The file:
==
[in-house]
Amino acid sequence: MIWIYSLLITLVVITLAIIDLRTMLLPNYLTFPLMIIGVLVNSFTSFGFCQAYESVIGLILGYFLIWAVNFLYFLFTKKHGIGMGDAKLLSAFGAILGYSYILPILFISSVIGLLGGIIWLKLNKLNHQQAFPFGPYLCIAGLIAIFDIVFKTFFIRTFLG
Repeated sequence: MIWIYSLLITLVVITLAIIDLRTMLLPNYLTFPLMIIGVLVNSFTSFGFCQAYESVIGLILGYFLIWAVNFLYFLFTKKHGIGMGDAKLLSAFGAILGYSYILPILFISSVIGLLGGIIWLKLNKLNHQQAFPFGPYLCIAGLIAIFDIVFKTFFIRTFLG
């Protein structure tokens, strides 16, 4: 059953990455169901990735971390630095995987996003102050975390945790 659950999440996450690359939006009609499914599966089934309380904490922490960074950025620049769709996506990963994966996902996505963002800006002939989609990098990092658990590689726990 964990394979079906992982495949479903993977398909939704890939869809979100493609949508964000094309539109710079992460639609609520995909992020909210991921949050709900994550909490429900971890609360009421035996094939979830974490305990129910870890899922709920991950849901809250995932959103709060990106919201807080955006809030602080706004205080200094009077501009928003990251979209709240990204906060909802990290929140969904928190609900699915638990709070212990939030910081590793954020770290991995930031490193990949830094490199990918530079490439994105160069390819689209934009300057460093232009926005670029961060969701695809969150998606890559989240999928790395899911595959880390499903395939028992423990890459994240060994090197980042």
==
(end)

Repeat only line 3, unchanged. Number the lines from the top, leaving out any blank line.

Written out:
Repeated sequence: MIWIYSLLITLVVITLAIIDLRTMLLPNYLTFPLMIIGVLVNSFTSFGFCQAYESVIGLILGYFLIWAVNFLYFLFTKKHGIGMGDAKLLSAFGAILGYSYILPILFISSVIGLLGGIIWLKLNKLNHQQAFPFGPYLCIAGLIAIFDIVFKTFFIRTFLG